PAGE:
PM, CHP leader engaged in ‘terrorism support’ row

PM, CHP leader engaged in ‘terrorism support’ row

PM, CHP leader engaged in ‘terrorism support’ row

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Turkish Prime Minister Binali Yıldırım and main opposition Republican People’s Party (CHP) leader Kemal Kılıçdaroğlu have engaged in an angry debate over “terrorism support,” after Yıldırım accused Kılıçdaroğlu of “laying claim to terror.”

“Now Mr. Kılıçdaroğlu says ‘let’s claim democracy.’ Hey Kılıçdaroğlu, we will definitely claim democracy. We will claim democracy together. But let’s not also claim terror. Democracy cannot be realized through terror,” Yıldırım said at an event in the eastern province of Erzincan on Nov. 6.

Yıldırım was referring to Kılıçdaroğlu’s criticism of the arrests of Peoples’ Democratic Party (HDP) lawmakers and Cumhuriyet journalists.

The CHP leader was quick to respond.

“The [outlawed Kurdistan Workers’ Party] PKK did not attack Mr. Binali Yıldırım. It attacked me. You are the ones who embrace terror and terrorists,” Kılıçdaroğlu said in a tweet on Nov. 6.

“You brought judges and prosecutors to the PKK’s doorstep. You are the ones who fed FETÖ [Fethullahist Terror Organization] and gave it everything it wanted. Turkey is not being properly governed, it is drifting,” he added.

In August, the CHP leader escaped two separate PKK attacks targeting his party’s motorcade in the Şavşat district of the Black Sea province of Artvin.

Meanwhile, Prime Minister Yıldırım also argued that the HDP “uses politics as shield for terror.”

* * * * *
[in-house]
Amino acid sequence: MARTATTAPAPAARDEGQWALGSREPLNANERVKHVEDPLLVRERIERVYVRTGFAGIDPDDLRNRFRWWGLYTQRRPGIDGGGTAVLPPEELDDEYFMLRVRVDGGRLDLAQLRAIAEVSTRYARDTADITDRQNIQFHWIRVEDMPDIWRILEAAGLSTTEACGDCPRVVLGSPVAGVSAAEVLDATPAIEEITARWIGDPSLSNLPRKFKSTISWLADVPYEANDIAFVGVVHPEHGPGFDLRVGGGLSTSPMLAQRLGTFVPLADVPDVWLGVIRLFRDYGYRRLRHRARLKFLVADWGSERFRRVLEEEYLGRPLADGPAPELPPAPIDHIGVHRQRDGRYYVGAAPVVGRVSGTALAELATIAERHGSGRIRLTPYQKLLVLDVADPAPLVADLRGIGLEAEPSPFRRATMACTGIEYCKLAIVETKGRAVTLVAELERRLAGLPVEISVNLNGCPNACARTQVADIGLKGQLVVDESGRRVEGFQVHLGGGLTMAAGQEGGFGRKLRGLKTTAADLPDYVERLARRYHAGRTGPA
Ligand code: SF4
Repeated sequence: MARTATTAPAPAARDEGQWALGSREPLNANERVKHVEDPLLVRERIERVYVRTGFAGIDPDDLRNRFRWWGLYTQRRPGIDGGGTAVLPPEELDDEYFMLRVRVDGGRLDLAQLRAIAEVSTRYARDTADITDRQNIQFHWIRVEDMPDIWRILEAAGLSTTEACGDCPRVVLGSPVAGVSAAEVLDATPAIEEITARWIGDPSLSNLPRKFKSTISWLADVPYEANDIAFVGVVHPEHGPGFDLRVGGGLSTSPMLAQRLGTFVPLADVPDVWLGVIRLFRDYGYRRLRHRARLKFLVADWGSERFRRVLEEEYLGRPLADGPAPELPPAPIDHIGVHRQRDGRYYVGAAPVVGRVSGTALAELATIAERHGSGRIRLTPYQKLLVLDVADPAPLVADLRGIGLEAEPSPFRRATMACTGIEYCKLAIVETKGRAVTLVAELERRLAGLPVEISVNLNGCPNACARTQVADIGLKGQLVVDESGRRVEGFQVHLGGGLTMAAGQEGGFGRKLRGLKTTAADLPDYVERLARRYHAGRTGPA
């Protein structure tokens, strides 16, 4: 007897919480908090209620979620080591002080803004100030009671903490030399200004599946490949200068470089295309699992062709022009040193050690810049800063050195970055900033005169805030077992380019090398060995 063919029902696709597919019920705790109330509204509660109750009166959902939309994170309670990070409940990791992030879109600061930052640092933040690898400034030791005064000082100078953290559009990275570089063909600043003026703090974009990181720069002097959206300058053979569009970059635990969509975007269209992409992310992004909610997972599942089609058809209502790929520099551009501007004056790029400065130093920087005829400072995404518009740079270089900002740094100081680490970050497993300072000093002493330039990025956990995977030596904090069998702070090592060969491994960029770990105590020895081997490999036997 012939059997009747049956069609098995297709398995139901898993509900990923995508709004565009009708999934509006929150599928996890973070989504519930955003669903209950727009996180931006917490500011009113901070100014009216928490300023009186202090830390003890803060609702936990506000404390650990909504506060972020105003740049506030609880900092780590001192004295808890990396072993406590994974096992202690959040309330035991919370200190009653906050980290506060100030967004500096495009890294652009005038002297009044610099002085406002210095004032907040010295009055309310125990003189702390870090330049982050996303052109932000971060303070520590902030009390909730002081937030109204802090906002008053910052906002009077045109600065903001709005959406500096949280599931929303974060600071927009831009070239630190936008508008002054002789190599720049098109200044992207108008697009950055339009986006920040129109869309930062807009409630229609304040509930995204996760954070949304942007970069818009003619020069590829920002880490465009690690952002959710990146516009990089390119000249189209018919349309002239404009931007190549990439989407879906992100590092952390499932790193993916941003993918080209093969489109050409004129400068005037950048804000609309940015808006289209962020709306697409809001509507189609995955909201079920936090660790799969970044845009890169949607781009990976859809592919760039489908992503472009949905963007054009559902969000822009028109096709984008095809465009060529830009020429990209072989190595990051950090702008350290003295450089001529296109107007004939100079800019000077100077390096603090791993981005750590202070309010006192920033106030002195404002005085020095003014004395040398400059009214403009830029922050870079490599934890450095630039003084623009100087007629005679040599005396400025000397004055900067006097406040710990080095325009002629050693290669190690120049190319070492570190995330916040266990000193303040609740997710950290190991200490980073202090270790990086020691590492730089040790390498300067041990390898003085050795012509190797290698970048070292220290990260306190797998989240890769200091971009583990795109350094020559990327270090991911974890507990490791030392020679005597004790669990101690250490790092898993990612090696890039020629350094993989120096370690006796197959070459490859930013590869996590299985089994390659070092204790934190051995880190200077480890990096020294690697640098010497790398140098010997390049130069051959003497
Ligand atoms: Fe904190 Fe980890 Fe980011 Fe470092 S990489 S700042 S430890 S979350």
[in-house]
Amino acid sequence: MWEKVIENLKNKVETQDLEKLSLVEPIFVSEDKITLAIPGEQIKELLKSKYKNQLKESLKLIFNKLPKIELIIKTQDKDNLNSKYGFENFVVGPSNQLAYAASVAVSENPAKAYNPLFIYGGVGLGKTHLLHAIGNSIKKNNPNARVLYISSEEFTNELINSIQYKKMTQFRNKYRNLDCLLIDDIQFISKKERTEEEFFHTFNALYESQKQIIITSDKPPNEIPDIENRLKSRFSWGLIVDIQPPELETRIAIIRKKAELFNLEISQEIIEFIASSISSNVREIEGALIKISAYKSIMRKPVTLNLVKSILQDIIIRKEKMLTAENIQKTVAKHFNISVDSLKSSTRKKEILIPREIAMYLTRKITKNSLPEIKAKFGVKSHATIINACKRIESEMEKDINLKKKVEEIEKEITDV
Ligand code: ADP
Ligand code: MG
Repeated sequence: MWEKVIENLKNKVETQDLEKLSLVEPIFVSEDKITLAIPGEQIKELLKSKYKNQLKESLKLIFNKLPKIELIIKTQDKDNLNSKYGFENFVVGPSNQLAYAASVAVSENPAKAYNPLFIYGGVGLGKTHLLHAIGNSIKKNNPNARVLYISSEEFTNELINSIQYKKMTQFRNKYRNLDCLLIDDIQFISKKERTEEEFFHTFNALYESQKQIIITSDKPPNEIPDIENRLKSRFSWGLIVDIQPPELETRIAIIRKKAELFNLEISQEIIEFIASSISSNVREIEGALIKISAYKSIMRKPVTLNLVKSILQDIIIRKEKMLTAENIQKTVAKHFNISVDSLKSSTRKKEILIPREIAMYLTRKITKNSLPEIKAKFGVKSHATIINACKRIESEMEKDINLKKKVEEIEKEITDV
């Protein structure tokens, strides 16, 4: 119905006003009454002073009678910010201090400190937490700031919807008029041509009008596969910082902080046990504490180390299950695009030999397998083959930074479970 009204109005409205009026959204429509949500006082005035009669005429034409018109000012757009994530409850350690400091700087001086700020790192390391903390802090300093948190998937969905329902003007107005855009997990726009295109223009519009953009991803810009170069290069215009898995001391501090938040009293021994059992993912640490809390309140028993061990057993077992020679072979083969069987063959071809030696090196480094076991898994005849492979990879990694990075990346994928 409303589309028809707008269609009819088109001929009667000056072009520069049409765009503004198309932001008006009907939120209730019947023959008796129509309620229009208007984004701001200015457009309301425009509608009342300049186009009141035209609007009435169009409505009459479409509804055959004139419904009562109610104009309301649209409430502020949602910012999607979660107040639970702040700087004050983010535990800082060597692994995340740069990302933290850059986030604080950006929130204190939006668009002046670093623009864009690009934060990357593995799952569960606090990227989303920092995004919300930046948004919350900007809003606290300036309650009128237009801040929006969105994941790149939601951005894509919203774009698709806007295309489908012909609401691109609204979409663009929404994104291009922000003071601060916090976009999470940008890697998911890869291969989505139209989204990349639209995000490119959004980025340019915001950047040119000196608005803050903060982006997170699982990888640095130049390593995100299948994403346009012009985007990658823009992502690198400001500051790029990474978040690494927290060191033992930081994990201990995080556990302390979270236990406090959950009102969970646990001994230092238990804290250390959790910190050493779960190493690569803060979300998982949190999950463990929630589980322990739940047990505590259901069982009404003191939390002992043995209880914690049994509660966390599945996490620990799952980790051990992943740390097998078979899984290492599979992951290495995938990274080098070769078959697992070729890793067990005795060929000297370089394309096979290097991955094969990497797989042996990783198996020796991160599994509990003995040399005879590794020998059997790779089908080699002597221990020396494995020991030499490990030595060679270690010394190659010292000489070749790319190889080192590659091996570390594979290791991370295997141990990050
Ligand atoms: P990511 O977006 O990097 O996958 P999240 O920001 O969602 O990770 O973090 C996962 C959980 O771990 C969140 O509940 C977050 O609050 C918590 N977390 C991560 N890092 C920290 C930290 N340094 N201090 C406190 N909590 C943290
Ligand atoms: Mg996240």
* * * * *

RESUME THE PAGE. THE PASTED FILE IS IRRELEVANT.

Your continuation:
“The fight against terror will continue until there is not a single terrorist remaining,” he vowed, adding that the government would “take the wind out of their domestic and foreign supporters’ sails.”

Yıldırım said the lawmakers were arrested because they refused to testify in courts, “unlike other citizens who go to the courts when they are called.”

Speaking in Bayburt later on Nov. 6, he said the government was determined to “eliminate all viper’s nest” from Turkey’s agenda through constitutional amendments and shifting to a presidential system.

Constitutional amendments and the political system change will allow “the nation’s will to exercise in the economy, law and politics,” Yıldırım stated, adding that Turkey is engaged in a struggle against the Fethullahist Terrorist Organization (FETÖ), the DHKP-C, and many other groups. 

The CHP, meanwhile, held an Emergency Party Assembly meeting on Nov. 6, one day after Kılıçdaroğlu cut short a trip to the Aegean region, calling for an emergency meeting of his party’s Central Executive Board (MYK) in Ankara.

During the two-hour MYK meeting on Nov. 5, the only agenda topic was the arrest of HDP deputies and Cumhuriyet executives and journalists, CHP Deputy Chair Tekin Bingöl told state-run Anadolu Agency.